What is anxiety?
Anxiety can make you imagine things are worse than they are and prevent you from carrying out everyday tasks, or even leaving the house. Where stress is something that will come and go, anxiety can affect a person even if the cause is unclear.
When under stress, our ‘fight or flight’ response will turn on. This acts as an internal alarm system, designed to protect us from danger in the wild. These days, we can recognise this system through the ‘butterflies in the stomach’ we feel when we’re nervous. Anxiety, however, may cause this response to activate at inappropriate moments. You may feel this during normal, non-threatening situations.
Common anxiety disorders include:
Generalized anxiety disorder – If you often feel anxious or fearful, but not anxious about a specific event or experience, you may be diagnosed with GAD. Typically, these feelings are related to everyday tasks, such as stress at home or work, but other times you may not know why you are feeling anxious.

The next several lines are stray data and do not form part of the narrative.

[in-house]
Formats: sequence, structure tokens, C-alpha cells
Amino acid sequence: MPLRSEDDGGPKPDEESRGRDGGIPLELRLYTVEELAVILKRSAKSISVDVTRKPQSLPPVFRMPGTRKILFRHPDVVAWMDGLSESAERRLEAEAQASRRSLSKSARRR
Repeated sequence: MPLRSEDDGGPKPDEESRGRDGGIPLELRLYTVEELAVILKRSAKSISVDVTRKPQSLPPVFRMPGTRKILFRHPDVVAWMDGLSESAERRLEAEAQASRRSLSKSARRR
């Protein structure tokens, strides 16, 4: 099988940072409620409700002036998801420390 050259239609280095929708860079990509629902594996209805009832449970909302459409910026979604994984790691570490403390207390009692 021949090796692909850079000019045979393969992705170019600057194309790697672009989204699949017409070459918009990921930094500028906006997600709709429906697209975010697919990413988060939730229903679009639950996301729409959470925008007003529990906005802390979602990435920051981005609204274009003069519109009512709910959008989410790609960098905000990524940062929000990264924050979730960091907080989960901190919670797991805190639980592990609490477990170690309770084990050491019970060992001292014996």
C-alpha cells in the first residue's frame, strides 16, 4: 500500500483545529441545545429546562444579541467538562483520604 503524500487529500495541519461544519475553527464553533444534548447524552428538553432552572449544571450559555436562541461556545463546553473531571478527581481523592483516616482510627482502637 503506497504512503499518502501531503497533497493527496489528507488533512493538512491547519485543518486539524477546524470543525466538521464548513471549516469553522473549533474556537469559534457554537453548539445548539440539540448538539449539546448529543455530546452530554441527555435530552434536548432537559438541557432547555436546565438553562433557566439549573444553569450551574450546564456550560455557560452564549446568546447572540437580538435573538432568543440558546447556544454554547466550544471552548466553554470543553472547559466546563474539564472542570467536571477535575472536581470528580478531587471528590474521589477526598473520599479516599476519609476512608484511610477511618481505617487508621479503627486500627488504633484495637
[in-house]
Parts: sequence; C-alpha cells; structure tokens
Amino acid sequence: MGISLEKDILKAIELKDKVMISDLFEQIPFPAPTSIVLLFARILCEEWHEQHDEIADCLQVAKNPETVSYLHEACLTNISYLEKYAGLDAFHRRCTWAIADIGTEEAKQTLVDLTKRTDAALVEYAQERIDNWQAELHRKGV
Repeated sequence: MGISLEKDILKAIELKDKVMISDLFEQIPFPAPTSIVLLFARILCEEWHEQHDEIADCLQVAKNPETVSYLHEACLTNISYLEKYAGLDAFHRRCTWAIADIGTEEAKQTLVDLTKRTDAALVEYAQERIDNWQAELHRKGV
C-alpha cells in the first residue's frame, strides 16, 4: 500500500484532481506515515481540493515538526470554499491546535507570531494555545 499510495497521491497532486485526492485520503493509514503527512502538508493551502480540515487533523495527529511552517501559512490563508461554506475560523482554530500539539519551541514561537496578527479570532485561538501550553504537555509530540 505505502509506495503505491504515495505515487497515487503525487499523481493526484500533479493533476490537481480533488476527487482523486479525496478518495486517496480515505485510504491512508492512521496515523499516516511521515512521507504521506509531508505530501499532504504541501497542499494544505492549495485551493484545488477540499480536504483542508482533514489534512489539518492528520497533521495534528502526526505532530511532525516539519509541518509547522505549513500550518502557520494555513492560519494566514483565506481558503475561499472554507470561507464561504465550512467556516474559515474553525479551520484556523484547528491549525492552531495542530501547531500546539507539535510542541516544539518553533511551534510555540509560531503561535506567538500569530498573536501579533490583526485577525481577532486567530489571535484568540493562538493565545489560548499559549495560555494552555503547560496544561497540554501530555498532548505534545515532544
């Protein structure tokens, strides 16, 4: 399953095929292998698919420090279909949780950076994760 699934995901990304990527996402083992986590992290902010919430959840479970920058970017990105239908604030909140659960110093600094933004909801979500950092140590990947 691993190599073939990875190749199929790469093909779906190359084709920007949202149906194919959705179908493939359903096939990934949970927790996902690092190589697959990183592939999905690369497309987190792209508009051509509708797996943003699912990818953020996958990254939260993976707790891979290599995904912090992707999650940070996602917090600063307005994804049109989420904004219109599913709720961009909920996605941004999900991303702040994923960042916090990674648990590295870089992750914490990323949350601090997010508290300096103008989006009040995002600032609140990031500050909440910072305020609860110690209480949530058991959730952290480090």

Phobias – A phobia is an intense fear of something – no matter how dangerous or threatening it may be to you. Coming into close contact with the feared situation may cause you to feel anxious. In some cases, even the thought of said situation can trigger anxiety.
Panic disorder – If you experience seemingly unpredictable panic attacks, and are unable to identify a trigger, you may be diagnosed with panic disorder. Symptoms include shortness of breath, feeling faint and trembling.
Obsessive compulsive disorder (OCD) – OCD comprises of obsessional thoughts followed by compulsive urges. The obsessions are recurring urges, thoughts or images that can cause you to feel anxious. Compulsions are the actions or thoughts that you feel the need to do or repeat. Compulsions are typically a response to ease the anxiety of an obsession.
Post-traumatic stress disorder (PTSD) – After experiencing or witnessing a traumatic event, and are experiencing flashbacks or nightmares, you may be diagnosed with PTSD. These reactions can make you feel like you’re reliving the fear and anxiety over and over again.
Counselling for anxiety is one form of treatment. Talking to a counsellor can help in many ways, including helping you understand what may be causing your anxiety, and teaching you coping techniques. There are many types of talking therapies available, though the most commonly prescribed is cognitive behavioural therapy (CBT).
For more information, check out my page on anxiety counselling here.
Anxiety Canada – http://www.anxietycanada.ca/english/
Anxiety – 3 general tips from counsellor John Roche.
CMHA – About Anxiety – https://cmha.ca/mental-health/understanding-mental-illness/anxiety-disorders
Psychology Today – https://www.psychologytoday.com/ca/basics/anxiety